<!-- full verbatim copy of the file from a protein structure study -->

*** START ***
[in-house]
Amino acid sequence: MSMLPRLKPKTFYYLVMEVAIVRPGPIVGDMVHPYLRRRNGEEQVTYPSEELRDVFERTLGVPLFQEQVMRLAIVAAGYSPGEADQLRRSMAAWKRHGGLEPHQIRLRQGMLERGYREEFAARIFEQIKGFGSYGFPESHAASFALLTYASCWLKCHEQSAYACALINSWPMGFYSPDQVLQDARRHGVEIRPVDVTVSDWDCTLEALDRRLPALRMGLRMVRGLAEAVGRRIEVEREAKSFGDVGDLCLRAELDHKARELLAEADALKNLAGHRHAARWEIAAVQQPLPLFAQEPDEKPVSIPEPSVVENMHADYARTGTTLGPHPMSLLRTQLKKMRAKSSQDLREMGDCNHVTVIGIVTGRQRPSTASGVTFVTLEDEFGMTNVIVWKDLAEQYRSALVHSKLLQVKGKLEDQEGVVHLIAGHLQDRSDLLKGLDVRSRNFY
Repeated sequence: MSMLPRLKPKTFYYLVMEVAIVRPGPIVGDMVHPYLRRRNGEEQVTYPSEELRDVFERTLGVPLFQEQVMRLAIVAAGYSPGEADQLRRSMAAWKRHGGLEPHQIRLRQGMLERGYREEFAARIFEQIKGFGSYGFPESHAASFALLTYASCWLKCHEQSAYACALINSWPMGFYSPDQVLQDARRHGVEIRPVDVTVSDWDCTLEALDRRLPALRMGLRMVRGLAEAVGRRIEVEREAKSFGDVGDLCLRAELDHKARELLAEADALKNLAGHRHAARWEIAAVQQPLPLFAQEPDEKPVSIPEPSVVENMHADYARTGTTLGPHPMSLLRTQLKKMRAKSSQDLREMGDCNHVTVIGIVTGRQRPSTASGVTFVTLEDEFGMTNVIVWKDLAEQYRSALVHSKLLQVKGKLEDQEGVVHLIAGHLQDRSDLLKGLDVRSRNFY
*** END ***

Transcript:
[in-house]
Amino acid sequence: MSMLPRLKPKTFYYLVMEVAIVRPGPIVGDMVHPYLRRRNGEEQVTYPSEELRDVFERTLGVPLFQEQVMRLAIVAAGYSPGEADQLRRSMAAWKRHGGLEPHQIRLRQGMLERGYREEFAARIFEQIKGFGSYGFPESHAASFALLTYASCWLKCHEQSAYACALINSWPMGFYSPDQVLQDARRHGVEIRPVDVTVSDWDCTLEALDRRLPALRMGLRMVRGLAEAVGRRIEVEREAKSFGDVGDLCLRAELDHKARELLAEADALKNLAGHRHAARWEIAAVQQPLPLFAQEPDEKPVSIPEPSVVENMHADYARTGTTLGPHPMSLLRTQLKKMRAKSSQDLREMGDCNHVTVIGIVTGRQRPSTASGVTFVTLEDEFGMTNVIVWKDLAEQYRSALVHSKLLQVKGKLEDQEGVVHLIAGHLQDRSDLLKGLDVRSRNFY
Repeated sequence: MSMLPRLKPKTFYYLVMEVAIVRPGPIVGDMVHPYLRRRNGEEQVTYPSEELRDVFERTLGVPLFQEQVMRLAIVAAGYSPGEADQLRRSMAAWKRHGGLEPHQIRLRQGMLERGYREEFAARIFEQIKGFGSYGFPESHAASFALLTYASCWLKCHEQSAYACALINSWPMGFYSPDQVLQDARRHGVEIRPVDVTVSDWDCTLEALDRRLPALRMGLRMVRGLAEAVGRRIEVEREAKSFGDVGDLCLRAELDHKARELLAEADALKNLAGHRHAARWEIAAVQQPLPLFAQEPDEKPVSIPEPSVVENMHADYARTGTTLGPHPMSLLRTQLKKMRAKSSQDLREMGDCNHVTVIGIVTGRQRPSTASGVTFVTLEDEFGMTNVIVWKDLAEQYRSALVHSKLLQVKGKLEDQEGVVHLIAGHLQDRSDLLKGLDVRSRNFY